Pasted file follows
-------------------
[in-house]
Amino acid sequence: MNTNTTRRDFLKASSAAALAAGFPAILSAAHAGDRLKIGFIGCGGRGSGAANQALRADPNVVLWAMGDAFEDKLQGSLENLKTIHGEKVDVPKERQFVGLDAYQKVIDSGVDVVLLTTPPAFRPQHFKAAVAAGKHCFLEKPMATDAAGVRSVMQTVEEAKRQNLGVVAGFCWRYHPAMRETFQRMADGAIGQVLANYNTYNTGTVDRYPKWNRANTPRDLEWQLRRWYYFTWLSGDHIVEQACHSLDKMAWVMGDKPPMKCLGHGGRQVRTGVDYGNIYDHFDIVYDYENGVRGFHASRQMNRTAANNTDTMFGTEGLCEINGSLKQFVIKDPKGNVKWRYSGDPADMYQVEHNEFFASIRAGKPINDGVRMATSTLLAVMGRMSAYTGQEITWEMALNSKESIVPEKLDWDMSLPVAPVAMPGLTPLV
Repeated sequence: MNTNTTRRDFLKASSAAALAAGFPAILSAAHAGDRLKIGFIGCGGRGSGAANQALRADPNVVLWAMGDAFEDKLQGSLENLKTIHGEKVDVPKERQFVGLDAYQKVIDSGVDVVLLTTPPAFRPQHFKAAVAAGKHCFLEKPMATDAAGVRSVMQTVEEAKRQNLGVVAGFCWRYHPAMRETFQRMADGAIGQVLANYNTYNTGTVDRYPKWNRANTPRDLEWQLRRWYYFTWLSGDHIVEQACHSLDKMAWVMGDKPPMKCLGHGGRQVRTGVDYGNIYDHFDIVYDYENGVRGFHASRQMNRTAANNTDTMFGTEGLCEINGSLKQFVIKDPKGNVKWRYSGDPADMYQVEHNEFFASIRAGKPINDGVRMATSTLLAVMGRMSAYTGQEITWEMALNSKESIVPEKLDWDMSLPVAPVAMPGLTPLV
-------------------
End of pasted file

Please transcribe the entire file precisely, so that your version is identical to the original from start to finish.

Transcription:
[in-house]
Amino acid sequence: MNTNTTRRDFLKASSAAALAAGFPAILSAAHAGDRLKIGFIGCGGRGSGAANQALRADPNVVLWAMGDAFEDKLQGSLENLKTIHGEKVDVPKERQFVGLDAYQKVIDSGVDVVLLTTPPAFRPQHFKAAVAAGKHCFLEKPMATDAAGVRSVMQTVEEAKRQNLGVVAGFCWRYHPAMRETFQRMADGAIGQVLANYNTYNTGTVDRYPKWNRANTPRDLEWQLRRWYYFTWLSGDHIVEQACHSLDKMAWVMGDKPPMKCLGHGGRQVRTGVDYGNIYDHFDIVYDYENGVRGFHASRQMNRTAANNTDTMFGTEGLCEINGSLKQFVIKDPKGNVKWRYSGDPADMYQVEHNEFFASIRAGKPINDGVRMATSTLLAVMGRMSAYTGQEITWEMALNSKESIVPEKLDWDMSLPVAPVAMPGLTPLV
Repeated sequence: MNTNTTRRDFLKASSAAALAAGFPAILSAAHAGDRLKIGFIGCGGRGSGAANQALRADPNVVLWAMGDAFEDKLQGSLENLKTIHGEKVDVPKERQFVGLDAYQKVIDSGVDVVLLTTPPAFRPQHFKAAVAAGKHCFLEKPMATDAAGVRSVMQTVEEAKRQNLGVVAGFCWRYHPAMRETFQRMADGAIGQVLANYNTYNTGTVDRYPKWNRANTPRDLEWQLRRWYYFTWLSGDHIVEQACHSLDKMAWVMGDKPPMKCLGHGGRQVRTGVDYGNIYDHFDIVYDYENGVRGFHASRQMNRTAANNTDTMFGTEGLCEINGSLKQFVIKDPKGNVKWRYSGDPADMYQVEHNEFFASIRAGKPINDGVRMATSTLLAVMGRMSAYTGQEITWEMALNSKESIVPEKLDWDMSLPVAPVAMPGLTPLV